The backing may also have an attachment means on its back surface to secure the resulting coated abrasive to a support pad or back-up pad. This attachment means can be a pressure sensitive adhesive or tape, a loop fabric for a hook and loop attachment, or an intermeshing attachment system, such as described in U.S. Pat. No. 5,201,101, and incorporated herein by reference. Pressure sensitive adhesive or tape is preferably used as the means of attachment for ophthalmic lens polishing in the present invention. Examples of common pressure sensitive adhesives include acrylic polymers, acrylic homopolymers, acrylic copolymers, vinyl ethers, alkyl adhesives, rubber adhesives and mixtures thereof. Alternatively, these adhesives can be applied upon both surfaces of a thin backing layer to provide a pressure sensitive tape.
The preferred abrasive article for use with the present invention employs an array of individual abrasive composites, each composite comprising abrasive particles dispersed in a binder system, as opposed to a continuous layer of abrasive particles dispersed in a binder. It is preferred that the composites be three dimensional, have work surfaces which do not form part of an integral layer and that present independent acting grinding surfaces from other composites during usage. These individual abrasive composites used in this invention can be used as a beaded type abrasive article or a so-called "structured abrasive article." A structured abrasive article means an abrasive article wherein a plurality of individual precisely-shaped composites are disposed on a backing in an array, each composite comprising abrasive particles dispersed in a binder. Examples of "individual" abrasive composites usable in this invention can be found in the following U.S. Pat. Nos. 4,930,266, 5,219,462 and 5,152,917. The structured abrasive article embodiment of this invention does not encompass a monolithic coating or a modified (e.g., embossed or discontinuous pattern) coating of abrasive particles dispersed in a binder.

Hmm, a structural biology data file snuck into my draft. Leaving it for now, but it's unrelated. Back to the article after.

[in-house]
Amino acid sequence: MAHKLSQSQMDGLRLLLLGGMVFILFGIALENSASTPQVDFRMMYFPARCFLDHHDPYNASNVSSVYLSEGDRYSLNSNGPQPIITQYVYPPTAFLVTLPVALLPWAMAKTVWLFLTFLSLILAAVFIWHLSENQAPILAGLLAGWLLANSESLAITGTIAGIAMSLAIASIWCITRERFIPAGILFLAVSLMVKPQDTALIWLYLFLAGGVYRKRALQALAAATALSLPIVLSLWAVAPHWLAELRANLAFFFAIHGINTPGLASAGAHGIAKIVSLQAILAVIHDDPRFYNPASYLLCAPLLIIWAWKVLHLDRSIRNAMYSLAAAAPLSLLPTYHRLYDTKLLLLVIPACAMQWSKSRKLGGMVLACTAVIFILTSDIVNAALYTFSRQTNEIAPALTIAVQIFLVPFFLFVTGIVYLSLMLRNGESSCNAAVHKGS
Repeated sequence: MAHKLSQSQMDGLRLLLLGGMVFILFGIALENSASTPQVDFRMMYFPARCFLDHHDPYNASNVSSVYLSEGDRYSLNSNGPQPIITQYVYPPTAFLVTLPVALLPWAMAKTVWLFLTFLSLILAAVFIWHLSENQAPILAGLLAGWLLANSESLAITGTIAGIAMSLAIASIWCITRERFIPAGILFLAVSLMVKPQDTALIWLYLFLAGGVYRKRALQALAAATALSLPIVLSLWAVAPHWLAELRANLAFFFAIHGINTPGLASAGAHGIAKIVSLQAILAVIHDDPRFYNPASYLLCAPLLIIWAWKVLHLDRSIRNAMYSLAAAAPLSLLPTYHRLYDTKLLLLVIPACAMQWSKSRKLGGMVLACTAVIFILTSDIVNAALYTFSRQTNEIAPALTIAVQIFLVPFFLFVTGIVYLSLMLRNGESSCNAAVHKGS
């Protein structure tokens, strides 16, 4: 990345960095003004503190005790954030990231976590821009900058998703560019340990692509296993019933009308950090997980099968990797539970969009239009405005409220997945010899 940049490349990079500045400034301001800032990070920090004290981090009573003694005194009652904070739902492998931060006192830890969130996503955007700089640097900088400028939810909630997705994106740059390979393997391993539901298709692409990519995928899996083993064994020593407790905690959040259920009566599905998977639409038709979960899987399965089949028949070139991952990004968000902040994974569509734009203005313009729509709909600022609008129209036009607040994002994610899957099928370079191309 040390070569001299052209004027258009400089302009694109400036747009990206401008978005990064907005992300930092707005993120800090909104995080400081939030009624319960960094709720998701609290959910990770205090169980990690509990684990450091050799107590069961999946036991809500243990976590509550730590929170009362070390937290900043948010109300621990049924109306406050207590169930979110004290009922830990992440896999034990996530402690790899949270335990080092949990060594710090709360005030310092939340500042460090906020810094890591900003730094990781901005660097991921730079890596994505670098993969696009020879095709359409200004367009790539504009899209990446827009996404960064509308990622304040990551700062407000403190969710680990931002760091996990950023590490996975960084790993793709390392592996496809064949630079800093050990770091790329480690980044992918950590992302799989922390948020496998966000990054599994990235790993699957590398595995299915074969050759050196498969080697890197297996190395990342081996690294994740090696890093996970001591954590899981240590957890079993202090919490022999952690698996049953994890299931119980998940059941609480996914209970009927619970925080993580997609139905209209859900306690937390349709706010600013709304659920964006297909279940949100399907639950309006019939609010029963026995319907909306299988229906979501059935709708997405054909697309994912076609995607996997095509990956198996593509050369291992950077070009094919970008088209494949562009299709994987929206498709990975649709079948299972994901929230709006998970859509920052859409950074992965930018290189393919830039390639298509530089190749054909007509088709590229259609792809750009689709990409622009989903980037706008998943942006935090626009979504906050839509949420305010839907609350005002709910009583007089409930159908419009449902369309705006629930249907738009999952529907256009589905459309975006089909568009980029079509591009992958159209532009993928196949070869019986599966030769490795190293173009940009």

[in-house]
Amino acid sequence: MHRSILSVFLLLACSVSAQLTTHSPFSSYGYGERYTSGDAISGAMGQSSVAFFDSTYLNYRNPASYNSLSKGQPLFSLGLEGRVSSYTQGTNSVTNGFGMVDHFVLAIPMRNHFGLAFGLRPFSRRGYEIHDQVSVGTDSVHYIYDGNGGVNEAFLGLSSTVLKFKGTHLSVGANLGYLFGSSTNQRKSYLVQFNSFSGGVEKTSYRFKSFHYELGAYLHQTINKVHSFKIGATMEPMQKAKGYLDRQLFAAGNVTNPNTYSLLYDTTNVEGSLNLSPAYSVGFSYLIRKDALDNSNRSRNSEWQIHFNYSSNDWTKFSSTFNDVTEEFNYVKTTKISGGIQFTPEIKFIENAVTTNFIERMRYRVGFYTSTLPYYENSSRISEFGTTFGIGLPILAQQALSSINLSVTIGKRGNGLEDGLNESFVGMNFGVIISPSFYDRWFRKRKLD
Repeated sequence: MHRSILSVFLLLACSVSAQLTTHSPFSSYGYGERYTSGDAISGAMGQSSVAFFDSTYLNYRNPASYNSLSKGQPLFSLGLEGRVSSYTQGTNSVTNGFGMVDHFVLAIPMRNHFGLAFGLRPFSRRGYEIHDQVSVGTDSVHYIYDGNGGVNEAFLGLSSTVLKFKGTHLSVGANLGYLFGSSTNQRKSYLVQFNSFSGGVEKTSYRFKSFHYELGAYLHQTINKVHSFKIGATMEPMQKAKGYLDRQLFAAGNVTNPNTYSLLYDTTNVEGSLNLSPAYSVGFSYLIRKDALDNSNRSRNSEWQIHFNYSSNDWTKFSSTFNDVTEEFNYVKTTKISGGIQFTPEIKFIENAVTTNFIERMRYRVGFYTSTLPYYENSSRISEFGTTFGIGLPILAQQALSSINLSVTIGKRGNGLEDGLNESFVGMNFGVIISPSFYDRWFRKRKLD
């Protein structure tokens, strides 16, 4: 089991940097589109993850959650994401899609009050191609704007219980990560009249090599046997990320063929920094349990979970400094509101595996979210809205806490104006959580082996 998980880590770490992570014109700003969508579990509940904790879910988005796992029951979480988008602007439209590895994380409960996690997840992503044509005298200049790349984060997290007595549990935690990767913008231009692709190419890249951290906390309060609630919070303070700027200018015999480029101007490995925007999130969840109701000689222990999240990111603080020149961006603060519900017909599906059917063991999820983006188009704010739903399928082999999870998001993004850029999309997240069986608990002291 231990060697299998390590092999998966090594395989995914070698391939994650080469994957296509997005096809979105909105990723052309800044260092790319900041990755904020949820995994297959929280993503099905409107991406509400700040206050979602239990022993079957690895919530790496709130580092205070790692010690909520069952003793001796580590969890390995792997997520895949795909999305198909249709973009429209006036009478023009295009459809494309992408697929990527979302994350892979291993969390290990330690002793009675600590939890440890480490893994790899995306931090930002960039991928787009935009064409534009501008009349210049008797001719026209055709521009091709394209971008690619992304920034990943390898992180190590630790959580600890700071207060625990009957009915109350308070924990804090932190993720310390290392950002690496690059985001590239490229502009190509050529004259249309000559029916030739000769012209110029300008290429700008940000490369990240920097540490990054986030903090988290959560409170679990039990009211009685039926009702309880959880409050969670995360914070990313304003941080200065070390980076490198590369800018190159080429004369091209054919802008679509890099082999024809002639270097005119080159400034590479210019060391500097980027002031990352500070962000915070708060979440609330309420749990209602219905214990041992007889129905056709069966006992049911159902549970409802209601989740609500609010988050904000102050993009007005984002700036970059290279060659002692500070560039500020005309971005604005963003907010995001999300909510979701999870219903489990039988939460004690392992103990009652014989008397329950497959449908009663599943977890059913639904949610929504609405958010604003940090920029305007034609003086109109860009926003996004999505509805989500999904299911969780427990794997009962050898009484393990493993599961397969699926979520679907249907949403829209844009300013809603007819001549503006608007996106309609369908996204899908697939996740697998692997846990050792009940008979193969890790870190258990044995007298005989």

During use of the abrasive article used in polishing of an optical lens for this invention, the abrasive composite gradually erodes. This erodibility property is helpful to obtain the fine surface finish on the lens surface. This erodibility allows worn abrasive particles to be expelled at a rate sufficient to expose new abrasive particles. It is believed that this erodibility rate prevents the old abrasive particles from creating deep and wild scratches in the lens surface.
This erodibility rate depends upon many factors including the abrasive composite formulation and the polishing conditions. Regarding the abrasive composite formulation, the abrasive particle type, abrasive particle size, binder type, optional additives, individually or in combination can effect erodibility of the abrasive composite. For instance, harder binders, such as phenolic binders, are less erodible than softer binders, such as aliphatic epoxy binders. Alternatively, certain additives or fillers, such as glass bubbles, tend to make the abrasive composite more erodible. In view of the disclosures herein, one skilled in the art could use routine skill to empirically obtain a satisfactory erodibility rate by monitoring the resulting surface finish.
It is also theorized that a softer abrasive composite helps the resulting abrasive article produce a finer surface finish in the workpiece. Although not desiring to be bound to any theory at this time, it is believed that the softer abrasive composite provides a cushion effect during polishing, thereby leading to a finer finish to help eliminate the need for an abrasive slurry.